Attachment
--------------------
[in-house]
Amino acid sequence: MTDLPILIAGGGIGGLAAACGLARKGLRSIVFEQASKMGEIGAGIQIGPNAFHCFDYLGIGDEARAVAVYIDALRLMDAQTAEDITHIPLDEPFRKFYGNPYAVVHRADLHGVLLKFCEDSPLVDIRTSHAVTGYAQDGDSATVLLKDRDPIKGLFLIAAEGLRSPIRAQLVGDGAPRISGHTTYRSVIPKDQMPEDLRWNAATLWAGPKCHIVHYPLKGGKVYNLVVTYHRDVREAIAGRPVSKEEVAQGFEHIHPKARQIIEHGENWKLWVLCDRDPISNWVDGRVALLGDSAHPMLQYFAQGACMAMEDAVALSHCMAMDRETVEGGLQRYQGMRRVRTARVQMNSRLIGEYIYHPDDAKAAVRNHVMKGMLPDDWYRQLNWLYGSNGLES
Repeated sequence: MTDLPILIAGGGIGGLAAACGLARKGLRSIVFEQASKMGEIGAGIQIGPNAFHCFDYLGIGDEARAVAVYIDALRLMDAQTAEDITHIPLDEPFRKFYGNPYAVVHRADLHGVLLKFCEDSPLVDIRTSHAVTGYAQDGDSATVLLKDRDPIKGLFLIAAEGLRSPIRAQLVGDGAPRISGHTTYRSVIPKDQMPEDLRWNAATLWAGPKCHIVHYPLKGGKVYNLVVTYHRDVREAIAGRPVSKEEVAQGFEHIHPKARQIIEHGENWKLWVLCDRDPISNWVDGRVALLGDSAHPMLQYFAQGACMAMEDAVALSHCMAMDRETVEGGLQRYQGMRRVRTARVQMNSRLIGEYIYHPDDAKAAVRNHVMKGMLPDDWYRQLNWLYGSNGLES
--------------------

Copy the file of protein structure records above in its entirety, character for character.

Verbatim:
[in-house]
Amino acid sequence: MTDLPILIAGGGIGGLAAACGLARKGLRSIVFEQASKMGEIGAGIQIGPNAFHCFDYLGIGDEARAVAVYIDALRLMDAQTAEDITHIPLDEPFRKFYGNPYAVVHRADLHGVLLKFCEDSPLVDIRTSHAVTGYAQDGDSATVLLKDRDPIKGLFLIAAEGLRSPIRAQLVGDGAPRISGHTTYRSVIPKDQMPEDLRWNAATLWAGPKCHIVHYPLKGGKVYNLVVTYHRDVREAIAGRPVSKEEVAQGFEHIHPKARQIIEHGENWKLWVLCDRDPISNWVDGRVALLGDSAHPMLQYFAQGACMAMEDAVALSHCMAMDRETVEGGLQRYQGMRRVRTARVQMNSRLIGEYIYHPDDAKAAVRNHVMKGMLPDDWYRQLNWLYGSNGLES
Repeated sequence: MTDLPILIAGGGIGGLAAACGLARKGLRSIVFEQASKMGEIGAGIQIGPNAFHCFDYLGIGDEARAVAVYIDALRLMDAQTAEDITHIPLDEPFRKFYGNPYAVVHRADLHGVLLKFCEDSPLVDIRTSHAVTGYAQDGDSATVLLKDRDPIKGLFLIAAEGLRSPIRAQLVGDGAPRISGHTTYRSVIPKDQMPEDLRWNAATLWAGPKCHIVHYPLKGGKVYNLVVTYHRDVREAIAGRPVSKEEVAQGFEHIHPKARQIIEHGENWKLWVLCDRDPISNWVDGRVALLGDSAHPMLQYFAQGACMAMEDAVALSHCMAMDRETVEGGLQRYQGMRRVRTARVQMNSRLIGEYIYHPDDAKAAVRNHVMKGMLPDDWYRQLNWLYGSNGLES